In late 2010, the Philippine Department of Agriculture (DA) announced the ‘2011-2016 Rice Self Sufficiency Roadmap’ (RSSR) that aims to achieve rice self-sufficiency status by 2013-2016. The RSSR aims to expand and rehabilitate irrigation areas as well as encourage investments in postharvest facilities to reduce losses. It is undergoing review and refinements but is a core focus for the Philippine Government.
The recent report, from the Philippine DA on agricultural growth, marks a strengthening for the country’s agricultural market, particularly in rice and corn.
Agriculture Secretary Proceso Alcala said that farmers’ rice and corn harvests in the first six months of the year exceeded past records and marks a sign that the country’s food sufficiency program is on track.
“Agriculture grew by 5.48 percent in the first six months of 2011. The crop subsector was the major growth driver during the period,” the Philippine DA said.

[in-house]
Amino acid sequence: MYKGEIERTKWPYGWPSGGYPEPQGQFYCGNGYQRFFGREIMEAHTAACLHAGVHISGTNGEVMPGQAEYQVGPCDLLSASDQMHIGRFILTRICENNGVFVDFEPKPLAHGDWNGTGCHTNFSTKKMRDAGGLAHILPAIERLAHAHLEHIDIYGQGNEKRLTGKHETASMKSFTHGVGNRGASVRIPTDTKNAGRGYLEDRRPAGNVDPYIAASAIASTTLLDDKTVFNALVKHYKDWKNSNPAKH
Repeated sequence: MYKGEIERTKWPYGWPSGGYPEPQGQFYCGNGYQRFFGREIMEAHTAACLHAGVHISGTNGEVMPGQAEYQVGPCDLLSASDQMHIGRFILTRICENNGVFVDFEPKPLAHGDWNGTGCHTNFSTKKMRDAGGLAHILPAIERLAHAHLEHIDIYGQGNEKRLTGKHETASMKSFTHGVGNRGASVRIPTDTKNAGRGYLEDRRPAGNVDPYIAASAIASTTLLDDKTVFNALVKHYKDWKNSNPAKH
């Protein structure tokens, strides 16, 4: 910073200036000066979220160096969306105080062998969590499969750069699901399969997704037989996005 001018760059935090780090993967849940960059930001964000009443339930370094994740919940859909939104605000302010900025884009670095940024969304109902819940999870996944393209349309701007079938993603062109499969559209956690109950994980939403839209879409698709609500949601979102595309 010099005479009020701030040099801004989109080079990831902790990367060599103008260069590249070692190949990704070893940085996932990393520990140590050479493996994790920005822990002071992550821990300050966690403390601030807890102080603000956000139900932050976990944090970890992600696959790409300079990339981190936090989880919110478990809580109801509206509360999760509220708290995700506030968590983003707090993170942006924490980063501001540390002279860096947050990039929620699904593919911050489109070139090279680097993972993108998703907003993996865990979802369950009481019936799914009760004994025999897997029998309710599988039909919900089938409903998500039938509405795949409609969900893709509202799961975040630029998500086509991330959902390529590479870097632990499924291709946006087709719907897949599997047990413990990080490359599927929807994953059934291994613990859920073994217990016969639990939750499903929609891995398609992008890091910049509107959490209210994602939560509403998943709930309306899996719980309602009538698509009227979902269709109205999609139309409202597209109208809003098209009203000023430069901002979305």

This growth marks a dramatic improvement from the same period last year where the agricultural sector saw crop, livestock and fishery production contract by 2.9%.
The DA said the total value of the country’s agricultural production in the first semester was approximately 16% up from last year, at 706.4 billion pesos ($16.7 billion). The DA report also said that farmers have seen better prices for their goods, up by 10% on the same six-month period last year.
The crops subsector accounts for half of the Philippines’ total agricultural output and saw a growth of 11.1% - boosted by record high palay harvests (7.58m metric tons) and corn harvests (3.32m metric tons). Country staples including sugarcane, banana, tobacco and onions also saw increases in yields and values, the DA said.
The USDA Foreign Agricultural Service’s 2011 report for the Philippines, ‘Grain and Feed Annual’, said rice imports are expected to decline by approximately 1.1m in 2011, decreasing to an estimated 1.5m tons due to the good first half yield but also due to large beginning stocks from over purchasing in the market year 2009/2010. However, the report said that few analysts believe self-sufficiency is achievable without major overhauls in rice milling and storage. It also says that due to economic and population growth, rice consumption and demand will increase, making it harder to meet self-sufficiency levels.